Conflict Minerals & the SEC

The squabble over conflict minerals just won't go away. Congress passed a law that it thought would end the problem, and it turned the implementation over to the Securities and Exchange Commission. But the staid agency seems to have gotten itself entangled in a situation with more twists and turns than the US tax code.

President Obama signed the Dodd-Frank Wall Street Reform and Consumer Protection Act into law in July 2010, and the SEC planned to release its regulations on the act's conflict mineral provision before the end of 2011. Late last year, the agency moved the goal again. This gave electronics manufacturers another break in their long fight to ensure they can comply with the legislation. The guidelines are still under review and will be issued in the next six months — if everyone can agree on the terms and conditions.

Until it outlines and publishes the regulations, the SEC cannot enforce compliance with the conflict mineral provision. In effect, this might mean companies don't have to comply fully with the law. Or does it? I believe the delay in publishing the guidelines doesn't quite excuse manufacturers from obeying the intent of the law. In fact, anecdotal evidence provided by the IPC, a trade group for the electronics interconnect industry, indicate many suppliers have simply avoided buying raw materials from the war-torn parts of Africa referred to in the act.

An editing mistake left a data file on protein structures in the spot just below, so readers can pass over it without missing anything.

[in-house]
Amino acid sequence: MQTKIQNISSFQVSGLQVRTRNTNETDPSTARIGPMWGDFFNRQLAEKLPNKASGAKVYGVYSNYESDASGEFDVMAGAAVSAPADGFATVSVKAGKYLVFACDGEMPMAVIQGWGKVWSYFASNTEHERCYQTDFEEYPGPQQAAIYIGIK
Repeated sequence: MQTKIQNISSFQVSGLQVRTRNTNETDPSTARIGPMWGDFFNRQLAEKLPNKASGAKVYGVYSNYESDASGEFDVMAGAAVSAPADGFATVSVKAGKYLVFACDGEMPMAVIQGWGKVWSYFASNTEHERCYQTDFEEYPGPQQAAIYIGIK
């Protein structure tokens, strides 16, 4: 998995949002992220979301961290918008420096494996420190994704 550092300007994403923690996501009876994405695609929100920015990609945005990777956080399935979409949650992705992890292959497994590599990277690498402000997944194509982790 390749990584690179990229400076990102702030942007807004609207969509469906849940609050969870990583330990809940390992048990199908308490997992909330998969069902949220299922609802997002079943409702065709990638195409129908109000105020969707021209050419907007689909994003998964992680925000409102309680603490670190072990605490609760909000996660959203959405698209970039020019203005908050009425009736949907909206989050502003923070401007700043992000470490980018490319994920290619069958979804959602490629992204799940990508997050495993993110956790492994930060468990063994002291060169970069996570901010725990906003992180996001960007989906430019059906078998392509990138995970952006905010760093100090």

The IPC is thrilled with the delay, because it believes the Dodd-Frank provision puts an unfair and onerous burden on component manufacturers and OEMs to prove that the raw materials of their products were not sourced from war-plagued areas where children have been used or are being used for mining. In an email to me, an IPC spokesperson further explained what the delay means for its members:

This means that companies whose fiscal year is the calendar year should have an additional year before having to report on their use of conflict minerals than they would have had the SEC issued the regulation in December. Of course, we hope that the SEC will include the measures we proposed like an interim indeterminate origin category and a phased implementation, among others, in its final regulation. The efforts of IPC, its Members, and industry colleagues have had an impact in helping the SEC and Congress understand the practical difficulties presented in the SEC's initial draft.